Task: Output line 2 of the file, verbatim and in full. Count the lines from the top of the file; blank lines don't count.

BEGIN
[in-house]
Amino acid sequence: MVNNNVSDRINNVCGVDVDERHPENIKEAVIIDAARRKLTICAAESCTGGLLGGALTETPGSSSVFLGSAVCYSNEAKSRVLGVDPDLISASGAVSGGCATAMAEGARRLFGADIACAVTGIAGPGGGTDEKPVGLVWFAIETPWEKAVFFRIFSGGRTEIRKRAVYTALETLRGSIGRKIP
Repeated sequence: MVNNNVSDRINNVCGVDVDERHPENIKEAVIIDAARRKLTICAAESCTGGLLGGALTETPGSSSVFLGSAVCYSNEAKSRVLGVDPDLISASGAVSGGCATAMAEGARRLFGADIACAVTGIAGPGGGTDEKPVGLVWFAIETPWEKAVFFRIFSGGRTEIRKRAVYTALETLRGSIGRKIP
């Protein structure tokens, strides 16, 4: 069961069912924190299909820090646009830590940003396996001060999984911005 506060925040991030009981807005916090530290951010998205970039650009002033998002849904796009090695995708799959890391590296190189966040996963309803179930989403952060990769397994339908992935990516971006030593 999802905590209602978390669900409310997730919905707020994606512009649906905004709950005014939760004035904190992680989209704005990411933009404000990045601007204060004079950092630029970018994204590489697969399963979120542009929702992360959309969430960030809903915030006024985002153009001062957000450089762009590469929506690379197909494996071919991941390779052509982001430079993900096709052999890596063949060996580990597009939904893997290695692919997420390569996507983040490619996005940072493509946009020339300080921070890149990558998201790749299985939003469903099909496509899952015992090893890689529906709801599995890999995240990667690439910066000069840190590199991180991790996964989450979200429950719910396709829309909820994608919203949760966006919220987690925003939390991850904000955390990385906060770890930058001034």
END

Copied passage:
Amino acid sequence: MVNNNVSDRINNVCGVDVDERHPENIKEAVIIDAARRKLTICAAESCTGGLLGGALTETPGSSSVFLGSAVCYSNEAKSRVLGVDPDLISASGAVSGGCATAMAEGARRLFGADIACAVTGIAGPGGGTDEKPVGLVWFAIETPWEKAVFFRIFSGGRTEIRKRAVYTALETLRGSIGRKIP